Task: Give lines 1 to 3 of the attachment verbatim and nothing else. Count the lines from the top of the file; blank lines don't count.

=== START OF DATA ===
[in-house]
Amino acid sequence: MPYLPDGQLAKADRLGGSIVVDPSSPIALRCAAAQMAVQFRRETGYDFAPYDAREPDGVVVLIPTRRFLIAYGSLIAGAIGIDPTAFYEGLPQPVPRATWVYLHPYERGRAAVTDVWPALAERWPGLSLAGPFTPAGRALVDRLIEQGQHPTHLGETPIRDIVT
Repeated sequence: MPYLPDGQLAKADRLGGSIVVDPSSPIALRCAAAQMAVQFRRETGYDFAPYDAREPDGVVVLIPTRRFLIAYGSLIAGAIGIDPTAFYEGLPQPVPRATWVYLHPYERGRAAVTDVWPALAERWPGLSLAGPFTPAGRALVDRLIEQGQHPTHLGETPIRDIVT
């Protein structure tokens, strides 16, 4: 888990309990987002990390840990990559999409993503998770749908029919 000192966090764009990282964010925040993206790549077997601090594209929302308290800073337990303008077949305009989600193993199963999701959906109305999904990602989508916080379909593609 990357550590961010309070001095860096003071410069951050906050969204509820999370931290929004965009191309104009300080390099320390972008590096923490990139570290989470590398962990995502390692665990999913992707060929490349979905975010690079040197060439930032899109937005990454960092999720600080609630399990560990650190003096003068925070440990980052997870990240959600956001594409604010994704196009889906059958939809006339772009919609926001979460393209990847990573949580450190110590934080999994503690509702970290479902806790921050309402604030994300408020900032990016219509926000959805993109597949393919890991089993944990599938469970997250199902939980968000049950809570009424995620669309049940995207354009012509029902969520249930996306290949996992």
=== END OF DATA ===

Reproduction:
[in-house]
Amino acid sequence: MPYLPDGQLAKADRLGGSIVVDPSSPIALRCAAAQMAVQFRRETGYDFAPYDAREPDGVVVLIPTRRFLIAYGSLIAGAIGIDPTAFYEGLPQPVPRATWVYLHPYERGRAAVTDVWPALAERWPGLSLAGPFTPAGRALVDRLIEQGQHPTHLGETPIRDIVT
Repeated sequence: MPYLPDGQLAKADRLGGSIVVDPSSPIALRCAAAQMAVQFRRETGYDFAPYDAREPDGVVVLIPTRRFLIAYGSLIAGAIGIDPTAFYEGLPQPVPRATWVYLHPYERGRAAVTDVWPALAERWPGLSLAGPFTPAGRALVDRLIEQGQHPTHLGETPIRDIVT